Zurich City Hall

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Photo by Monique Ligtenberg

Switzerland benefitted from and invested in the transatlantic slave trade. Zurichers included.

Written by Konrad Kuhn (Audio will follow shortly...)

The parlor of the Leu Interest Commission, founded in 1755 as the first bank in Zurich, was located on the right side of the first floor of Zurich City Hall. It was named after its treasurer Leu, as was fashionable among French private banks at the time. The bank was established to lend the large amounts of money that had accumulated among the citizens of Zurich. Loans were given to French and Danish slave trading companies, amongst others, which used them to finance their risky and profitable triangular trade.

The transatlantic slave trade began around the middle of the 16th century. In the 17th century, it developed into a triangular trade between West Africa, the Caribbean, and Europe. Europeans exported woven fabrics, alcohol, and weapons to Africa and "traded" them for black enslaved people, most of whom were kidnapped and sold by local slave traders. The European slave traders, in turn, had the enslaved people transported to the Americas by ship. The Atlantic crossing was very dangerous, costing up to half of the enslaved and a quarter of the crew’s lives. The surviving enslaved people worked on plantations in the Caribbean, Brazil, or in the southern states of the US, where sugar, rum, cotton, and tobacco were grown and produced for export to Europe, where they were sought-after luxury goods (see Kirchgasse 32). At the beginning of the triangular trade in the 17th century, some lending companies achieved returns of up to 800%. Slavery was not officially abolished until the 19th century.

New historical research shows that Swiss citizens and companies in colonial countries also exploited enslaved people, and regarded them as commodities. Numerous Zurichers were directly or indirectly involved in the slave trade and slavery: The Zurich pastor Heinrich Grob, for example, exploited enslaved people in South American Surinam. The Zurich physician Theodor von Muralt, who had emigrated to Brazil, was also a slave owner. After his death in 1863, enslaved people were mentioned by name in his will as possessions alongside animals and various pieces of furniture. 

Another example is Jakob Christoph Ziegler, whose divorce and bankruptcy earned him a bad reputation in Zurich - a common reason for leaving one’s hometown at that time. He traveled to the Dutch East Indies (now Indonesia) as a mercenary, and later took a post in the colonial administration on Sumatra where he "owned" three enslaved people. In a letter to his mother in Zurich, he reported: „Auch kaufte ich mir um diese Zeit eine Sclavin ein Mädchen von ungefähr 17 – 18 Jahren, für 40 Spanische Thalers, welche ich kochen, waschen, glätten und alles was zu einer Haushaltung nöthigist, lernte. Ausserdem versieht sie auch den Dienst als Frau, und ich bin in allen Rücksichten damit sehr zufrieden. Ich habe überdies noch zwey männliche Sclaven zum Wassertragen, Holz hacken und so weiter. Der Unterhalt dieser Unglücklichen ist unbedeutend und besteht aus Reis und Salz. Ein paar frische, getrocknete oder gesalzne Fische sind Leckerbissen für sie.“ ("At this time I also bought a slave girl of about 17 - 18 years, for 40 Spanish thalers, whom I taught to cook, wash, iron, and everything that is necessary for housekeeping. In addition, she serves as a wife, and I am very satisfied in all respects. I also have two male slaves to carry water, chop wood, and so on. The maintenance of these unfortunate people is insignificant and consists of rice and salt. A few fresh, dried, or salted fish are delicacies for them."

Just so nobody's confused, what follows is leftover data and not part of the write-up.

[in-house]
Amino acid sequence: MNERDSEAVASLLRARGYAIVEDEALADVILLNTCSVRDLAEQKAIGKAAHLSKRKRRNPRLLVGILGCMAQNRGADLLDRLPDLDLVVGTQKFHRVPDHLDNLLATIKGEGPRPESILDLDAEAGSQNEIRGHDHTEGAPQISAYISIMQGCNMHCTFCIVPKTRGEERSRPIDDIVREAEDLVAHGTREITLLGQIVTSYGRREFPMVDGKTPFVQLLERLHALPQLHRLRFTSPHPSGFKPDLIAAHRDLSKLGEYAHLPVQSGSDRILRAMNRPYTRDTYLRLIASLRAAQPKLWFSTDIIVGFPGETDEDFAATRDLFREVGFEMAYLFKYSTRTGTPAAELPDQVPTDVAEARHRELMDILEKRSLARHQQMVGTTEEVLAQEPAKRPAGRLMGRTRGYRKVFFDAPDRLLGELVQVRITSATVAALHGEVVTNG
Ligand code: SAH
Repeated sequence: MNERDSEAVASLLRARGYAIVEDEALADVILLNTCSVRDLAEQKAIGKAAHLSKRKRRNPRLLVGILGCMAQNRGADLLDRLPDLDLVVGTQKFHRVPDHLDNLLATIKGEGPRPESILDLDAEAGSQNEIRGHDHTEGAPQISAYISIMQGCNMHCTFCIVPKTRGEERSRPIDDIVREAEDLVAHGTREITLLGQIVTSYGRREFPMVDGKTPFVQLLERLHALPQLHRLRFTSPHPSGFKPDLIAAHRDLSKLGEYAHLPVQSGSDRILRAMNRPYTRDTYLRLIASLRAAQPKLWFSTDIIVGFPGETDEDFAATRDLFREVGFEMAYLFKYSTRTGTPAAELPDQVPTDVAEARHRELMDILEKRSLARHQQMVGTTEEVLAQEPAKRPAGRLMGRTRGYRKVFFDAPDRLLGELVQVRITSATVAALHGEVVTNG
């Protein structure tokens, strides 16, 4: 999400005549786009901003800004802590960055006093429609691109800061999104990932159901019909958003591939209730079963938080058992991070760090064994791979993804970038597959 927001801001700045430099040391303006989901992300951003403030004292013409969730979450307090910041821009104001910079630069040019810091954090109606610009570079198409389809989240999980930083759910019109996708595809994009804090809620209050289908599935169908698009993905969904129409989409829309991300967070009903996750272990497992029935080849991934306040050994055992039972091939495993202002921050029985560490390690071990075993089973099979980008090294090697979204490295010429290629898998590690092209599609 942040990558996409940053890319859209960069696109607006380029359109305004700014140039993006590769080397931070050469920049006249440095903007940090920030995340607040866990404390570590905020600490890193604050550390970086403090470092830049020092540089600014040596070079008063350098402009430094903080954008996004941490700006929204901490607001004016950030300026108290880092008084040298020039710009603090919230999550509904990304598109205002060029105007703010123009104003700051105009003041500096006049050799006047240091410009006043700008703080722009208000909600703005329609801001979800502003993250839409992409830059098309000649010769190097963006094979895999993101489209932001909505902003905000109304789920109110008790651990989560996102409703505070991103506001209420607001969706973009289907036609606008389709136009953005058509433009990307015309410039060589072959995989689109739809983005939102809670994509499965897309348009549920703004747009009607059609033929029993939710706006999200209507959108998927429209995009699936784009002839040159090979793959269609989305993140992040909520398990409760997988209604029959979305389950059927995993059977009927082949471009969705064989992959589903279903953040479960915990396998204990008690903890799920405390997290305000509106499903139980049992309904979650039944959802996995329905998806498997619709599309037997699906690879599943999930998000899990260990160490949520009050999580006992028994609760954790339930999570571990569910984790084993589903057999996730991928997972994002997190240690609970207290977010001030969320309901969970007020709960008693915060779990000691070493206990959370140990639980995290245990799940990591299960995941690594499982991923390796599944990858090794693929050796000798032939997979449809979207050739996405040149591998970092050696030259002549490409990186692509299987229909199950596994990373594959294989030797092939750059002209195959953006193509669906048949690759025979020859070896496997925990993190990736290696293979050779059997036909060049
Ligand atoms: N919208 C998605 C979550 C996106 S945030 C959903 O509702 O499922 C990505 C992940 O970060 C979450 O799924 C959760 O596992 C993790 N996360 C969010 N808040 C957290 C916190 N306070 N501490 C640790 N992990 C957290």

Some Zurichers owned plantations in the Caribbean, ‘employing’ enslaved people. In addition, wealthy Zurich citizens such as the theologian Leonhard Meister, the Escher family, the Usteri brothers, as well as the private bank Hottinger, invested in the slave trade. The city of Zurich itself owned shares of an English slave trading company in 1727.

This shows that Zurichers, and Zurich, had closer ties to slavery and the slave trade than we might like to admit. It is shocking that hardly anyone in Zurich questioned slavery as an inhuman institution, but rather understood it as a natural part of the European colonial system of trade and oppression. According to recent research, Swiss citizens of the old Confederation were involved in the enslavement of about 172,000 people, accounting for 1.5% of the estimated 11 million people enslaved in total. A high number for a country that was not a naval power and never officially had colonies.

Konrad Kuhn is an assistant professor of European Ethnology at the University of Innsbruck. His research interests include regional cultural analysis, the anthropology of knowledge, and the culture of history and memory. He also deals with the connections between Zurich and slavery in the context of the tour: „Zürich - global-exotisch“, organized by the Stattreisen association.

Further reading: 

Fässler, Hans: Reise in Schwarz-Weiss: Schweizer Ortstermine in Sachen Sklaverei, Zürich 2005.

Kuhn, Konrad J.: Der Zürcher „Black Atlantic“. St. Croix - Credit Suisse, in: Kurjakovic, Daniel; Koch, Franziska; Pfäffli, Lea (Hg.), The air will not deny you. Zürich im Zeichen einer anderen Globalität, Zürich/Berlin 2016, S. 155-158.

Kuhn, Konrad J.; Ziegler, Béatrice: Die Schweiz und die Sklaverei: Zum Spannungsfeld zwischen Geschichtspolitik und Wissenschaft, in: Traverse – Zeitschrift für Geschichte 1/2009, S. 116-130.

Brengard, Marcel; Schubert, Frank; Zürcher, Lukas: Die Beteiligung der Stadt Zürich sowie der Zürcherinnen und Zürcher an Sklaverei und Sklavenhandel vom 17. bis ins 19. Jahrhundert. Bericht zu Handendes Präsidialdepartements der Stadt Zürich, Zürich 2020.